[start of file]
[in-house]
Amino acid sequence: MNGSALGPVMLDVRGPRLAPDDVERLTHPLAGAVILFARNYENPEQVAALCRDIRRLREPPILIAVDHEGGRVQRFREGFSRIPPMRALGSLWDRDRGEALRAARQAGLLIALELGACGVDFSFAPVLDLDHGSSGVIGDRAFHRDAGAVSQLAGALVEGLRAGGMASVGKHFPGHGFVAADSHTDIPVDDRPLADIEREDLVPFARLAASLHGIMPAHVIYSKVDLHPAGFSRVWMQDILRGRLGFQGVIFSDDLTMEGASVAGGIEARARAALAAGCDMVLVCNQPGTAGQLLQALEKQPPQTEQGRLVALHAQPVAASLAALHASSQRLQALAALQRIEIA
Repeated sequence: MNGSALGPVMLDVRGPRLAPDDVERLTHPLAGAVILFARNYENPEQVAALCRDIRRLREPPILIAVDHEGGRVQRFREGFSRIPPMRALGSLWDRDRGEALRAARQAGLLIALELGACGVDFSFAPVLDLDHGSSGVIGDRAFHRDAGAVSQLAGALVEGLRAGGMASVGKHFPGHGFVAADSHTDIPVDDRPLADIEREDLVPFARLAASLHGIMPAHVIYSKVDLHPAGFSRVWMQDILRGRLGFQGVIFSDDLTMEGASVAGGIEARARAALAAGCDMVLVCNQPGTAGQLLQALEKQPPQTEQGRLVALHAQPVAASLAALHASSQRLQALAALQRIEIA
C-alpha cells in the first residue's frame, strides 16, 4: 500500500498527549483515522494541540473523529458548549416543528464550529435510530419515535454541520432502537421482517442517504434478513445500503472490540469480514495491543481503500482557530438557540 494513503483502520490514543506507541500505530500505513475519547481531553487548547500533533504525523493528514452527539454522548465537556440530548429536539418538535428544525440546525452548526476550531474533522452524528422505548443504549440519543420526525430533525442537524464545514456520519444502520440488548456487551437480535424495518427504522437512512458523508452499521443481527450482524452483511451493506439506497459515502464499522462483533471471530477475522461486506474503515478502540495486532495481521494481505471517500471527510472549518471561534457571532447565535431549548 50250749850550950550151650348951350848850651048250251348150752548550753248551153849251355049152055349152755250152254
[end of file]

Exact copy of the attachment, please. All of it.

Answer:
[in-house]
Amino acid sequence: MNGSALGPVMLDVRGPRLAPDDVERLTHPLAGAVILFARNYENPEQVAALCRDIRRLREPPILIAVDHEGGRVQRFREGFSRIPPMRALGSLWDRDRGEALRAARQAGLLIALELGACGVDFSFAPVLDLDHGSSGVIGDRAFHRDAGAVSQLAGALVEGLRAGGMASVGKHFPGHGFVAADSHTDIPVDDRPLADIEREDLVPFARLAASLHGIMPAHVIYSKVDLHPAGFSRVWMQDILRGRLGFQGVIFSDDLTMEGASVAGGIEARARAALAAGCDMVLVCNQPGTAGQLLQALEKQPPQTEQGRLVALHAQPVAASLAALHASSQRLQALAALQRIEIA
Repeated sequence: MNGSALGPVMLDVRGPRLAPDDVERLTHPLAGAVILFARNYENPEQVAALCRDIRRLREPPILIAVDHEGGRVQRFREGFSRIPPMRALGSLWDRDRGEALRAARQAGLLIALELGACGVDFSFAPVLDLDHGSSGVIGDRAFHRDAGAVSQLAGALVEGLRAGGMASVGKHFPGHGFVAADSHTDIPVDDRPLADIEREDLVPFARLAASLHGIMPAHVIYSKVDLHPAGFSRVWMQDILRGRLGFQGVIFSDDLTMEGASVAGGIEARARAALAAGCDMVLVCNQPGTAGQLLQALEKQPPQTEQGRLVALHAQPVAASLAALHASSQRLQALAALQRIEIA
C-alpha cells in the first residue's frame, strides 16, 4: 500500500498527549483515522494541540473523529458548549416543528464550529435510530419515535454541520432502537421482517442517504434478513445500503472490540469480514495491543481503500482557530438557540 494513503483502520490514543506507541500505530500505513475519547481531553487548547500533533504525523493528514452527539454522548465537556440530548429536539418538535428544525440546525452548526476550531474533522452524528422505548443504549440519543420526525430533525442537524464545514456520519444502520440488548456487551437480535424495518427504522437512512458523508452499521443481527450482524452483511451493506439506497459515502464499522462483533471471530477475522461486506474503515478502540495486532495481521494481505471517500471527510472549518471561534457571532447565535431549548 50250749850550950550151650348951350848850651048250251348150752548550753248551153849251355049152055349152755250152254